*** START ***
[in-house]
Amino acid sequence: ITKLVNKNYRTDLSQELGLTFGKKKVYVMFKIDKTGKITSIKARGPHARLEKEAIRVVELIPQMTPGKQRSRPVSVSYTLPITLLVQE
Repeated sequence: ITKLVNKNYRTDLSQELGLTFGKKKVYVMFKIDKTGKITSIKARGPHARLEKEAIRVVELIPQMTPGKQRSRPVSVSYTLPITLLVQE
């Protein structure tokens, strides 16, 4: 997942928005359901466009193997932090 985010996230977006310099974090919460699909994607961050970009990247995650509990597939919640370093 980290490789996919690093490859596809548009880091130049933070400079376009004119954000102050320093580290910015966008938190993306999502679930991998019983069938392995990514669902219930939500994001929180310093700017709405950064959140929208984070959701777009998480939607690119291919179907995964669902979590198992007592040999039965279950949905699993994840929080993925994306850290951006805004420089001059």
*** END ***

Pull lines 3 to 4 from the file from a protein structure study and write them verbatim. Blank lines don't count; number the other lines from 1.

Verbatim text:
Repeated sequence: ITKLVNKNYRTDLSQELGLTFGKKKVYVMFKIDKTGKITSIKARGPHARLEKEAIRVVELIPQMTPGKQRSRPVSVSYTLPITLLVQE
């Protein structure tokens, strides 16, 4: 997942928005359901466009193997932090 985010996230977006310099974090919460699909994607961050970009990247995650509990597939919640370093 980290490789996919690093490859596809548009880091130049933070400079376009004119954000102050320093580290910015966008938190993306999502679930991998019983069938392995990514669902219930939500994001929180310093700017709405950064959140929208984070959701777009998480939607690119291919179907995964669902979590198992007592040999039965279950949905699993994840929080993925994306850290951006805004420089001059």